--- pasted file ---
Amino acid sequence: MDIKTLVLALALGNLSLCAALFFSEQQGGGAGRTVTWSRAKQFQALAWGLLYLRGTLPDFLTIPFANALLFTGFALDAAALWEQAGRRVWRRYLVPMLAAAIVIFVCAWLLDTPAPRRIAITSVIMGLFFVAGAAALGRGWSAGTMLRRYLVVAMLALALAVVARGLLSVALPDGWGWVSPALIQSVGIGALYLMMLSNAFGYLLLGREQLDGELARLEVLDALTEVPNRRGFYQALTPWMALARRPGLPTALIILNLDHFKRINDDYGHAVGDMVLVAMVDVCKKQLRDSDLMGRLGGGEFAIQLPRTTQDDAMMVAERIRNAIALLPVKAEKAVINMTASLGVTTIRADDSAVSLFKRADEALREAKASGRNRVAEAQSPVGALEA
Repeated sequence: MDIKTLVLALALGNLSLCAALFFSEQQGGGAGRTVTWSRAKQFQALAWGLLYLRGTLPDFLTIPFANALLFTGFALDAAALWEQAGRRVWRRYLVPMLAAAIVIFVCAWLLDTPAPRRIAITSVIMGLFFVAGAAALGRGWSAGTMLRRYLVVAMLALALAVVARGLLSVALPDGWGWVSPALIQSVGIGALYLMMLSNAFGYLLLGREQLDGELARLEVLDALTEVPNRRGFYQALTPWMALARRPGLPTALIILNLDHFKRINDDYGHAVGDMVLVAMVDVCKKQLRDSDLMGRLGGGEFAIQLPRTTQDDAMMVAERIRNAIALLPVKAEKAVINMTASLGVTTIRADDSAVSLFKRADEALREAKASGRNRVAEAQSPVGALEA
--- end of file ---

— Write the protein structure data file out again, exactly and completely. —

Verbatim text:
Amino acid sequence: MDIKTLVLALALGNLSLCAALFFSEQQGGGAGRTVTWSRAKQFQALAWGLLYLRGTLPDFLTIPFANALLFTGFALDAAALWEQAGRRVWRRYLVPMLAAAIVIFVCAWLLDTPAPRRIAITSVIMGLFFVAGAAALGRGWSAGTMLRRYLVVAMLALALAVVARGLLSVALPDGWGWVSPALIQSVGIGALYLMMLSNAFGYLLLGREQLDGELARLEVLDALTEVPNRRGFYQALTPWMALARRPGLPTALIILNLDHFKRINDDYGHAVGDMVLVAMVDVCKKQLRDSDLMGRLGGGEFAIQLPRTTQDDAMMVAERIRNAIALLPVKAEKAVINMTASLGVTTIRADDSAVSLFKRADEALREAKASGRNRVAEAQSPVGALEA
Repeated sequence: MDIKTLVLALALGNLSLCAALFFSEQQGGGAGRTVTWSRAKQFQALAWGLLYLRGTLPDFLTIPFANALLFTGFALDAAALWEQAGRRVWRRYLVPMLAAAIVIFVCAWLLDTPAPRRIAITSVIMGLFFVAGAAALGRGWSAGTMLRRYLVVAMLALALAVVARGLLSVALPDGWGWVSPALIQSVGIGALYLMMLSNAFGYLLLGREQLDGELARLEVLDALTEVPNRRGFYQALTPWMALARRPGLPTALIILNLDHFKRINDDYGHAVGDMVLVAMVDVCKKQLRDSDLMGRLGGGEFAIQLPRTTQDDAMMVAERIRNAIALLPVKAEKAVINMTASLGVTTIRADDSAVSLFKRADEALREAKASGRNRVAEAQSPVGALEA